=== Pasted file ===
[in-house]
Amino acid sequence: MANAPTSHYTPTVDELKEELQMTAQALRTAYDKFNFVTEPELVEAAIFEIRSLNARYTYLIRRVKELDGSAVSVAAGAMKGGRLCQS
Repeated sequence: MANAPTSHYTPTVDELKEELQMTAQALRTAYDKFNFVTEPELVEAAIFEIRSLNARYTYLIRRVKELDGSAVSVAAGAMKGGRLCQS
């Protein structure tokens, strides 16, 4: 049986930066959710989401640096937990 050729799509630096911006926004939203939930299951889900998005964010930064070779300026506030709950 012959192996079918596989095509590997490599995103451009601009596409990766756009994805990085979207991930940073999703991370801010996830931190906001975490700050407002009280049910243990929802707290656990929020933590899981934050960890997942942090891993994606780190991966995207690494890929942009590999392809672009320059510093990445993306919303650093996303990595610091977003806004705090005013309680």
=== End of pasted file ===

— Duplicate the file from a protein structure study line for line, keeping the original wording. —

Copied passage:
[in-house]
Amino acid sequence: MANAPTSHYTPTVDELKEELQMTAQALRTAYDKFNFVTEPELVEAAIFEIRSLNARYTYLIRRVKELDGSAVSVAAGAMKGGRLCQS
Repeated sequence: MANAPTSHYTPTVDELKEELQMTAQALRTAYDKFNFVTEPELVEAAIFEIRSLNARYTYLIRRVKELDGSAVSVAAGAMKGGRLCQS
């Protein structure tokens, strides 16, 4: 049986930066959710989401640096937990 050729799509630096911006926004939203939930299951889900998005964010930064070779300026506030709950 012959192996079918596989095509590997490599995103451009601009596409990766756009994805990085979207991930940073999703991370801010996830931190906001975490700050407002009280049910243990929802707290656990929020933590899981934050960890997942942090891993994606780190991966995207690494890929942009590999392809672009320059510093990445993306919303650093996303990595610091977003806004705090005013309680």